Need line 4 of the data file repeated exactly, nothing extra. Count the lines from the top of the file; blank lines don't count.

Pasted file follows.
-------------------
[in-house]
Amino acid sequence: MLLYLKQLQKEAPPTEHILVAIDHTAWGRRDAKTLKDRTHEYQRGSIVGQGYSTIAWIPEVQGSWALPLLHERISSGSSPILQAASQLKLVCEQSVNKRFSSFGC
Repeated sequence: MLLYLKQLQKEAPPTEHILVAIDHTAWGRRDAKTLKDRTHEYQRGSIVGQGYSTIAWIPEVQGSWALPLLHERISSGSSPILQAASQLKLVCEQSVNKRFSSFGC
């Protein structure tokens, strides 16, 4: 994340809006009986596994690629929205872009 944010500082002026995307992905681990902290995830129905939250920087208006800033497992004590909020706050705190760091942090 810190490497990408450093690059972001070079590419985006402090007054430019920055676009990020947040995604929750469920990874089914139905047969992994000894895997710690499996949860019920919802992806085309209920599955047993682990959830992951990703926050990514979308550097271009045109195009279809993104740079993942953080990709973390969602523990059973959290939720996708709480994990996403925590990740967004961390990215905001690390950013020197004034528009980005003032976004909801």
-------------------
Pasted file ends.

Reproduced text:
């Protein structure tokens, strides 16, 4: 994340809006009986596994690629929205872009 944010500082002026995307992905681990902290995830129905939250920087208006800033497992004590909020706050705190760091942090 810190490497990408450093690059972001070079590419985006402090007054430019920055676009990020947040995604929750469920990874089914139905047969992994000894895997710690499996949860019920919802992806085309209920599955047993682990959830992951990703926050990514979308550097271009045109195009279809993104740079993942953080990709973390969602523990059973959290939720996708709480994990996403925590990740967004961390990215905001690390950013020197004034528009980005003032976004909801």